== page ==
Of the 41 Roman fortlets that are believed to have been built along the Antonine Wall, the remains of only nine had previously been located – until a recent geophysical survey carried out by Historic Environment Scotland (HES) added a tenth to their number.
The site in question had been mentioned by the antiquarian Robert Sibbald, who wrote about a fortlet near Carleith Farm in 1707, and it also appeared on John Horsley’s map from 1732. Since then, though, it had become lost, and excavations in the 1970s and 1980s were unable to find any trace of it. With the advent of non-invasive surveying techniques, however, a larger area can be analysed without needing to put trowel to soil. To see if such methods could help find the lost fortlet, HES carried out a gradiometry survey of a field near Carleith Primary School in West Dunbartonshire. Sure enough, the survey revealed the outline of the fortlet’s stone base, upon which a c.2m-high rampart would have once stood. For the 20 years that the Antonine Wall was defended (AD 142-162), 10-12 soldiers, probably from the larger Duntocher fort, which once stood nearby, would have been stationed in two small wooden buildings on a one-week rotation. The reconstruction shown in the inset image is of Watling Lodge forlet, which would have looked very similar to the Carleith example.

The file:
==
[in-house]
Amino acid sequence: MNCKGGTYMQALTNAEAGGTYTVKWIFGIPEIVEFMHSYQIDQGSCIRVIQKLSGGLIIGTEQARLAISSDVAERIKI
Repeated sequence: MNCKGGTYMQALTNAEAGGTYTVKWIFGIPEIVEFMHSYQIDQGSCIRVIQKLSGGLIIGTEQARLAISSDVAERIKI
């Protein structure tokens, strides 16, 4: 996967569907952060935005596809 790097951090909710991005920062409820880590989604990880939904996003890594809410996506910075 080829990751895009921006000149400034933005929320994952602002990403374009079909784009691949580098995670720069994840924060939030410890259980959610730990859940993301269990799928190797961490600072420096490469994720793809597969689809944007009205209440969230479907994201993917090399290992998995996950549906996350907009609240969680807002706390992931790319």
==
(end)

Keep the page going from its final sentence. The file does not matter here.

The fortlet’s designation is now being reviewed by HES to ensure that it is protected as part of the larger ‘Frontiers of the Roman Empire’ UNESCO World Heritage Site, which also encompasses Hadrian’s Wall and the German Limes (see https://whc.unesco.org/en/list/430).
TEXT: K Krakowka
IMAGES: Historic Environment Scotland